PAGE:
Kagan’s structural approach to cooperative learning
By Murray Bourne, 10 Sep 2007
Many teachers - and students - complain about group work in class. There are always one or 2 students who do all the work (so they say) and another 1 or 2 who don't pull their weight.
But a big part of the problem is that teachers do not give students the required skills for effective group work.
American educational psychologist Spencer Kagan has a neat set of structures for improving cooperative group-based learning.
According to Jane Joritz-Nakagawa, the aims of Spencer Kagan's Cooperative Learning Structures are:
One aim is to foster positive, cooperative relationships between learners studying any subject in a class. The second aim is high academic achievement for all learners in a class.
Some of the techniques are well known (Timed Pair Share) while others were new twists on things I already use.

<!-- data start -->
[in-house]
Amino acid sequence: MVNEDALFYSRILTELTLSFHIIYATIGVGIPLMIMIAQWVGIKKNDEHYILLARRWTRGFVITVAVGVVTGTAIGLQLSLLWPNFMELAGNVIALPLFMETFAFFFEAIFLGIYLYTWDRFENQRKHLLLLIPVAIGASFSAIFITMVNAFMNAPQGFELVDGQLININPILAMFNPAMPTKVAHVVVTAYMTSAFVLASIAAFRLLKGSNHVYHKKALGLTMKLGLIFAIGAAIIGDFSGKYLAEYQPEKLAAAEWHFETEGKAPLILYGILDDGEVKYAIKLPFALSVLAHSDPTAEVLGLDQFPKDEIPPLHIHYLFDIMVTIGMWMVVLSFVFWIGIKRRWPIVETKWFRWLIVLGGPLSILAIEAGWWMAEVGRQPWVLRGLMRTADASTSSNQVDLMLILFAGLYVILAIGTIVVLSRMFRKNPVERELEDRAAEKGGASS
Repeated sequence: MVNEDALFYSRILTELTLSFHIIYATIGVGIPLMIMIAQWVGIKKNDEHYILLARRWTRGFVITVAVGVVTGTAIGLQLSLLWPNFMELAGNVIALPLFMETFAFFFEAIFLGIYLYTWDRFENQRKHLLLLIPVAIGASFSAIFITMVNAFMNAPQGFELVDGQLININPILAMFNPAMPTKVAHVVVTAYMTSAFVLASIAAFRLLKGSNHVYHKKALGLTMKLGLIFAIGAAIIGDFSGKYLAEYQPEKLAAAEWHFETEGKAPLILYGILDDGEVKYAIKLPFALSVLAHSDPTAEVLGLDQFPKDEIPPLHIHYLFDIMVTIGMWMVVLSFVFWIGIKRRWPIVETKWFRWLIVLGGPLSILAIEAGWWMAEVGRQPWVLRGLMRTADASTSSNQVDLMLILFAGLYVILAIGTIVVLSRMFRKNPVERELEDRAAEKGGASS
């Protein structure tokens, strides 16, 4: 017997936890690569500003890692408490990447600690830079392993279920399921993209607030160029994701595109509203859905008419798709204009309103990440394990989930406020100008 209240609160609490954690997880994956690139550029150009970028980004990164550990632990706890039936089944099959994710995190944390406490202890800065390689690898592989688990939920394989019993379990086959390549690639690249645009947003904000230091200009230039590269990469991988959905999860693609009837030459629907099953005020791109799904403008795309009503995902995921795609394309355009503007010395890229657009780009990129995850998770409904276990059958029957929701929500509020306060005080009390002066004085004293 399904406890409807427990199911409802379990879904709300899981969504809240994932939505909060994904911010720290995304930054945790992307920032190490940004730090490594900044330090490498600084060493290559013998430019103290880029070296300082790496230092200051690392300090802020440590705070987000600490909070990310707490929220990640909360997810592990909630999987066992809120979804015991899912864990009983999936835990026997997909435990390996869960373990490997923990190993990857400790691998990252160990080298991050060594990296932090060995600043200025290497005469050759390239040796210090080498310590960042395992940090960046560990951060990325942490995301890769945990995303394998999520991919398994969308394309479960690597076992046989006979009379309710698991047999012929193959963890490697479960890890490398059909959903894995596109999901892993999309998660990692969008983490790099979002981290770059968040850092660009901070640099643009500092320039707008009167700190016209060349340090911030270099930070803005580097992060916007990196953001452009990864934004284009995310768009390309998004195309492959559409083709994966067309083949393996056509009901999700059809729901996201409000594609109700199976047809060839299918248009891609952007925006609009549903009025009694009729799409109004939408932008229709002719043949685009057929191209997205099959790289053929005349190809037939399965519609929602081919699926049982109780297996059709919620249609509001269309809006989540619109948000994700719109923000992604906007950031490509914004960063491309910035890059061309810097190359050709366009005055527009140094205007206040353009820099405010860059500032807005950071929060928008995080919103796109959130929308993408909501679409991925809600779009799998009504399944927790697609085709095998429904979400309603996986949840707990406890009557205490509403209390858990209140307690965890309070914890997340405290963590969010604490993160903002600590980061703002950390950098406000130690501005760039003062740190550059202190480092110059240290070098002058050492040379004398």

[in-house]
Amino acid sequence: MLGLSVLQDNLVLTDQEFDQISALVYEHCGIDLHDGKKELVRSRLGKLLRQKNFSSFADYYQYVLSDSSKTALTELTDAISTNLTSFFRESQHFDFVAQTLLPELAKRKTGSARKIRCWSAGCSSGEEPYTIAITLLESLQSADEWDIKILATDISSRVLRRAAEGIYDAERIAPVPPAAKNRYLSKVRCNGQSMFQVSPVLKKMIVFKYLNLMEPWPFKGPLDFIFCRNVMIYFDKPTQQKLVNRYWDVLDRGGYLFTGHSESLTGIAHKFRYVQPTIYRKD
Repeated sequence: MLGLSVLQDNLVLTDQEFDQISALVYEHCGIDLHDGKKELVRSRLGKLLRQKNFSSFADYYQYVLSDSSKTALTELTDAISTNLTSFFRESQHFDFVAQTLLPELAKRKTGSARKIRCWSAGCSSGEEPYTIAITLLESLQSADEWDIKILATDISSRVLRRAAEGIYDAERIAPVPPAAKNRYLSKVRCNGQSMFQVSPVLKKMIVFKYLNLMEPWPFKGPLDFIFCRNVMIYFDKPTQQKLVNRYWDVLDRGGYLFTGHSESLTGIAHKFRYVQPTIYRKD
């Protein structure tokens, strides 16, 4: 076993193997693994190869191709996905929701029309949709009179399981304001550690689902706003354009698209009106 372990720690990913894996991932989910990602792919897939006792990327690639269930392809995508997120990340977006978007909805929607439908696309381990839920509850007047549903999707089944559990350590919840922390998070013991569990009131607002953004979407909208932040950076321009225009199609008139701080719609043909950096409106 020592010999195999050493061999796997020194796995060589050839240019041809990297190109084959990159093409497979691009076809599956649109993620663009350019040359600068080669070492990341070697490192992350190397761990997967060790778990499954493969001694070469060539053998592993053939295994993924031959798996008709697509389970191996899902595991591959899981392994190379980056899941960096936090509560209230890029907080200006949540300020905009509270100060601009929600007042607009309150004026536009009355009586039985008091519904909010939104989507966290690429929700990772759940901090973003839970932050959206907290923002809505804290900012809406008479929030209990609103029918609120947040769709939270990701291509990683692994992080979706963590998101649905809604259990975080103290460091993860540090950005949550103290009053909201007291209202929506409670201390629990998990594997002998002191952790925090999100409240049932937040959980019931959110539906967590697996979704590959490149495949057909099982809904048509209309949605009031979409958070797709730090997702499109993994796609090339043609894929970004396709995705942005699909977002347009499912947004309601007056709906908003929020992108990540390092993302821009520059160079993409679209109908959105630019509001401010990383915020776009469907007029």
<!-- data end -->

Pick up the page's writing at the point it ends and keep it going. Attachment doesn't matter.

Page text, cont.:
Each Kagan structure is based on PIES:
(P) positive interdependence; (I) individual accountability; (E) equal participation; and (S) simultaneous interaction.
This makes a lot of sense and such an approach would go a long way to improving group and whole-class cohesiveness.
I usually don't put too much store in student feedback (not because the students don't know what they are talking about, but because most people say "nice things" in surveys and are rarely "accurate" in their stated view).
However, Joritz-Nakagawa outlines her own experience using Kagan's approach and reports her students' reactions:
Positive comments from students in anonymous end-of-term course evaluation questionnaires have focused most especially on their satisfaction regarding relationships with other students in the same class, their appreciation of the many chances to exchange opinions with peers in class, the active nature of learning, and, in English courses, their increased confidence in their English abilities over the course of a term. Other comments focus on knowledge gained, respect of students in the class, and appreciating the variety of classroom activities.
In Joritz-Nakagawa's article, read the interesting cross-cultural comments about the application of Kagan structures in classrooms in Japan.
But wait, there's more:
Kagan and his associates have identified approximately 200 cooperative learning structures
I like the aims and the claims for this approach and will try out some of the new things when I next get a chance.
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